Activist groups released a report
this week, finding that a disproportionate number of low-income minority communities live within one-mile evacuation zones, or "blast zones," of oil-train routes.
The environmental groups ForestEthics and PennEnvironment, along with economic-justice group Action United, studied major urban areas in Pennsylvania through which oil-train routes cross — Philadelphia, Pittsburgh, Harrisburg and Reading.
“We used U.S. EPA’s methodology
and US Census data to look at the threat to people living along oil-train routes, [and] our maps show that crude-oil trains add to environmental discrimination,” said Matt Krogh, ForestEthics extreme-oil campaign director, in a press release. “The danger of an explosion and lung disease from mile-long oil trains falls heaviest on families in environmental-justice communities — families who already live with more air pollution and the highest risk from industrial accidents.”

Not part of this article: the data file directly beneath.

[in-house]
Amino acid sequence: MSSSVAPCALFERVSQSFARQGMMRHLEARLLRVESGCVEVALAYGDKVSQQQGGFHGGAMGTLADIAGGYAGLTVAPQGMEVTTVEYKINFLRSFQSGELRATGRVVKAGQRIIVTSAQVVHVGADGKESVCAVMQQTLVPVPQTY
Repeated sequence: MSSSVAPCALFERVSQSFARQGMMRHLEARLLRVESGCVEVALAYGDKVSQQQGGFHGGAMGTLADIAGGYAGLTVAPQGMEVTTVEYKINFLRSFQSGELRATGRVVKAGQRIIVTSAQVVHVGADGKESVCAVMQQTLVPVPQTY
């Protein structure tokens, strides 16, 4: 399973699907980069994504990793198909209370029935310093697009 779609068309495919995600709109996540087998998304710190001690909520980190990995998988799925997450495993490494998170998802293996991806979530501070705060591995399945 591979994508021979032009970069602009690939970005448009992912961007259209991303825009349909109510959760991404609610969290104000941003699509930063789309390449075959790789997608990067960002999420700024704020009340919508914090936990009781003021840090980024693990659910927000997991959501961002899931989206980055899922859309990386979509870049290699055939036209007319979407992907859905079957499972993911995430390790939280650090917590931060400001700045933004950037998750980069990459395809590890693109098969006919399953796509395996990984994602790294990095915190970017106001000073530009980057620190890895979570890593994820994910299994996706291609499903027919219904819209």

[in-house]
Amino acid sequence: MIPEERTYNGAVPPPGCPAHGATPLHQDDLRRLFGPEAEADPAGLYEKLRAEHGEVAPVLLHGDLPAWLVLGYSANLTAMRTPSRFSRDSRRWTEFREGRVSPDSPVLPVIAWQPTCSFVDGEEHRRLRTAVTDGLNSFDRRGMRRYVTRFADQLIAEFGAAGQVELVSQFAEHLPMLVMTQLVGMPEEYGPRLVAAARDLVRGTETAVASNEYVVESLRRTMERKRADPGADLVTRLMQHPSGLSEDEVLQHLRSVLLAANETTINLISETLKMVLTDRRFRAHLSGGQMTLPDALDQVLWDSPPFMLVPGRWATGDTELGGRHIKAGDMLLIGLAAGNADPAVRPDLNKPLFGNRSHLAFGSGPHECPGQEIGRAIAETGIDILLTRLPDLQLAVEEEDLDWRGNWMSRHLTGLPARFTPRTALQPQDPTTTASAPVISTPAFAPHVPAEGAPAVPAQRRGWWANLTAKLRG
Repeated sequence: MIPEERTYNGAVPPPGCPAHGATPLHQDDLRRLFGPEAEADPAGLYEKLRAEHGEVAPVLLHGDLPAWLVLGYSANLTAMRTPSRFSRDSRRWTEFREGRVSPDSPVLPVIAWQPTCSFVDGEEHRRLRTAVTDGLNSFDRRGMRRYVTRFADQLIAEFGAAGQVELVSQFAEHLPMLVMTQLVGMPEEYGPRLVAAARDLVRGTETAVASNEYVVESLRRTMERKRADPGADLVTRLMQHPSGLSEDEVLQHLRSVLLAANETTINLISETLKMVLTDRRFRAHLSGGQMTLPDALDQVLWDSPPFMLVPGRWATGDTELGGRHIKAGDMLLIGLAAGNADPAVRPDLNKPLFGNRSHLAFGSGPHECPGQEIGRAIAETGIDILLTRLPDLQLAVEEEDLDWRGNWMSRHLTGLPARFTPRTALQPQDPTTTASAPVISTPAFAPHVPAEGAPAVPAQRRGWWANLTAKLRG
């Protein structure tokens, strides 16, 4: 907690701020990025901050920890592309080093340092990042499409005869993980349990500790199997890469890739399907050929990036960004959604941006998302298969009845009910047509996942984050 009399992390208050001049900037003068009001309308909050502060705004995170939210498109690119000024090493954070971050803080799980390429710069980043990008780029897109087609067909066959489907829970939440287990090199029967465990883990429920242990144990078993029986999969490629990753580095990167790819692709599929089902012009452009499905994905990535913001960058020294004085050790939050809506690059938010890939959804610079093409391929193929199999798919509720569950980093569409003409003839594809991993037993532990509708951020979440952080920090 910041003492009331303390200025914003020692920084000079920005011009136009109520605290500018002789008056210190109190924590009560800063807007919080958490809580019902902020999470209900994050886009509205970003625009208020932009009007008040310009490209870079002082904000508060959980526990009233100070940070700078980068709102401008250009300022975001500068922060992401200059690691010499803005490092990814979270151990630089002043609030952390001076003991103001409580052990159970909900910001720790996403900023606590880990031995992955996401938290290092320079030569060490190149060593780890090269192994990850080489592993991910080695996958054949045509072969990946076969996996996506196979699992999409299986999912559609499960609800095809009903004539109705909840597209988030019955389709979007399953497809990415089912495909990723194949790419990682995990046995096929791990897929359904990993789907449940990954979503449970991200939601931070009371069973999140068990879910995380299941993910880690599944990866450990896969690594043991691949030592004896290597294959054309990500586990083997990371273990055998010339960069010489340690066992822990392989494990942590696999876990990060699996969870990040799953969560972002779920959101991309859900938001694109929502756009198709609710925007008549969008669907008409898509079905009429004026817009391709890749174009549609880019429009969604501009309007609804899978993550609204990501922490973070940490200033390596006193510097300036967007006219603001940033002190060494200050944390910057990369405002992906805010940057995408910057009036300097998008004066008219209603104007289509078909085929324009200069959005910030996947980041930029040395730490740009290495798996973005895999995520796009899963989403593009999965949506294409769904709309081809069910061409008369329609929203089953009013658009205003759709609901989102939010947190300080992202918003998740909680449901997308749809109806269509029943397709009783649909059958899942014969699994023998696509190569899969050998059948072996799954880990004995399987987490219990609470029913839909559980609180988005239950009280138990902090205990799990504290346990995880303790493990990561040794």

In the case of Pittsburgh, the report found that 31 percent of those living within blast zones are non-white. Eleven percent of the non-white population lives outside the blast zone, the report says. When looking at the Environmental Protection Agency's "environmental justice
" communities — as defined by both race and income level — the report found that 70 percent of Pittsburgh's "vulnerable" low-income minority communities live within a blast zone. According to the report, blast zones in Pittsburgh make up 18 percent of the land mass.
The report's recommendations include: a moratorium on oil imports into Pennsylvania by train; that the U.S. EPA enforce statues prohibiting racial discrimination; that Gov. Wolf's administration assess risks from oil trains to environmental-justice communities; and that the Office of Emergency management discuss evacuation plans with communities inside of the "blast zones."